Segmentation and bundled fares are low-hanging fruit
Overall this is smart, solid revenue generation strategy, and for once United is not merely following in Delta’s footsteps but rather pushing beyond into its own strategic initiatives. We do, however, have two minor concerns about these initiatives. First and foremost, we wonder at whether United will be able to keep the Economy Plus product competitive. While United was the first U.S. airline to build a premium economy cabin on shorter flights, Delta has pushed ahead in adding service perks (free drinks and snacks, better access to entertainment, etc.) that truly push the product ahead. United has an opportunity to do something truly radical (perhaps offering free WiFi to premium economy and First Class passengers), but at the very least it needs to do as much as Delta.
The second is more of a subtle concern, but basically we worry whether United will be able to articulate its segmented product offering correctly. Delta does a decent job of this, but JetBlue probably does it better, while United’s track record with its existing product line (let alone with expanded segmentation) is very mediocre. Poor articulation of the benefits of each higher segment would limit the revenue upside for United. But even with these top-line concerns, segmentation and bundling of fares and ancillary products feels like a low-hanging fruit for U.S. airlines in today’s environment, especially with improving consumer sentiment.
Cost benefits from fleet up-gauge
A consistent theme in almost every column and analysis written in this space about United over the past three years has been that the airline needed to get 50-seat regional jets out of its fleet and increase the proportion of larger mainline narrow body aircraft. Thankfully, beginning under Smisek and now under Munoz, United has finally started to eliminate the smallest regional jets en-masse and up-gauge its fleet. Along with the installment of slimline seats, which are uncomfortable but undoubtedly effective in driving down unit costs, United’s average seat per departure has touched 111 seats this year (it was well below 100 at the time of the merger) and will cascade to 121 by the end of 2018. Not surprisingly, this will drive an incremental $550 million in cost benefits (and $900 million over a 2013 baseline), and it’s nice to see the strategic no brainer that we and so many other analysts had been debated about for so long finally validated.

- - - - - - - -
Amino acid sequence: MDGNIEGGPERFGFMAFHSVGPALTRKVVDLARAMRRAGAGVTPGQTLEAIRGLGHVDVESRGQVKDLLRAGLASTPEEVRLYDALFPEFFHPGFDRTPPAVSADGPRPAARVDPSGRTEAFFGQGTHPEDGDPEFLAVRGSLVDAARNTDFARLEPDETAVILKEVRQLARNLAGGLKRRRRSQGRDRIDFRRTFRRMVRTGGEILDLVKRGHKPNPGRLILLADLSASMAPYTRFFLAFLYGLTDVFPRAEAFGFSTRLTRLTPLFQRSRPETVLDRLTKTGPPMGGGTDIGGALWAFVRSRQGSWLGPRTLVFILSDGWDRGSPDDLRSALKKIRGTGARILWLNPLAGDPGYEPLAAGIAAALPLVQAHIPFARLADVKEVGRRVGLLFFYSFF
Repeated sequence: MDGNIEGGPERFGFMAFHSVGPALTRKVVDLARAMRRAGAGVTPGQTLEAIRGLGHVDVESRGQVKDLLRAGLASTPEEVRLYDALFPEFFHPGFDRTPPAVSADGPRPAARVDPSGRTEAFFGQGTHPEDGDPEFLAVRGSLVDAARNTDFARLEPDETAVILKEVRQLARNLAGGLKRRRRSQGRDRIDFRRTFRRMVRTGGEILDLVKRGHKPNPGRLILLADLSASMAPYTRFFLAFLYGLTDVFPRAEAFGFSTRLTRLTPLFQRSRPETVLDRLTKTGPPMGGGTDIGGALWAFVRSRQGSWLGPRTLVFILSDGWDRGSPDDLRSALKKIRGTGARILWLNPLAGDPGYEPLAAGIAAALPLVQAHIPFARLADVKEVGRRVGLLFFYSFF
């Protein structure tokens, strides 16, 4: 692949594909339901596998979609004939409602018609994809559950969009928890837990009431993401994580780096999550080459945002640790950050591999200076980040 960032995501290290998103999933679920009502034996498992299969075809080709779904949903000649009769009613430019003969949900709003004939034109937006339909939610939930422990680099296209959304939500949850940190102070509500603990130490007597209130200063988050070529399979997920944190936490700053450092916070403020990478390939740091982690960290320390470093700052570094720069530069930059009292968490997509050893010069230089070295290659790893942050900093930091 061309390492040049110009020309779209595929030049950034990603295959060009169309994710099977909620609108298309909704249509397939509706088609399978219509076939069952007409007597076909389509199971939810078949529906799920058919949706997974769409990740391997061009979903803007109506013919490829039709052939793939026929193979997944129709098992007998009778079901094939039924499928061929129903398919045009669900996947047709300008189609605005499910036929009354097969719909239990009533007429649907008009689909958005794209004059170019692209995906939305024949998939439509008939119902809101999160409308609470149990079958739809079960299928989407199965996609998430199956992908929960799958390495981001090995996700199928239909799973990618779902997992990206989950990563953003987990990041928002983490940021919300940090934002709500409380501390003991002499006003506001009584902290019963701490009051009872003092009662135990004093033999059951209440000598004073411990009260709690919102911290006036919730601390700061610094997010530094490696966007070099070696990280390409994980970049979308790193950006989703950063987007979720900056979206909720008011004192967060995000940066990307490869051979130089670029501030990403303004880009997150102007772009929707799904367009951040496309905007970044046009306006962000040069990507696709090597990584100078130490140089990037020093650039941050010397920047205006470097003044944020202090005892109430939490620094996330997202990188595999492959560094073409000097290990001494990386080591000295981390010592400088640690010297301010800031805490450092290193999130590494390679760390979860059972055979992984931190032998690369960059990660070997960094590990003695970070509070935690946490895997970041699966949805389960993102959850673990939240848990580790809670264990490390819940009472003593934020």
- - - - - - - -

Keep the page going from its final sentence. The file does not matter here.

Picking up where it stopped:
Beyond these major strategic pillars, there are smaller (though still important) revenue improvements ($300 million from further monetization of miles and $200 million from next generation revenue management), and cost savings (migration to single maintenance system and new tools and technology to enhance productivity like the mobile devices on the ground at the airport). The broader takeaway is that it is great to see United making the kinds of investments, both large and small, that it largely eschewed under the Smisek regime in favor of generating short term profits. And that extends to United’s overall plan. Munoz’s management team isn’t necessarily breaking new strategic ground but rather following a simple and proven playbook to close the gap with better performing peers. Relative to the previous five years, that must be music indeed to Wall Street’s ears.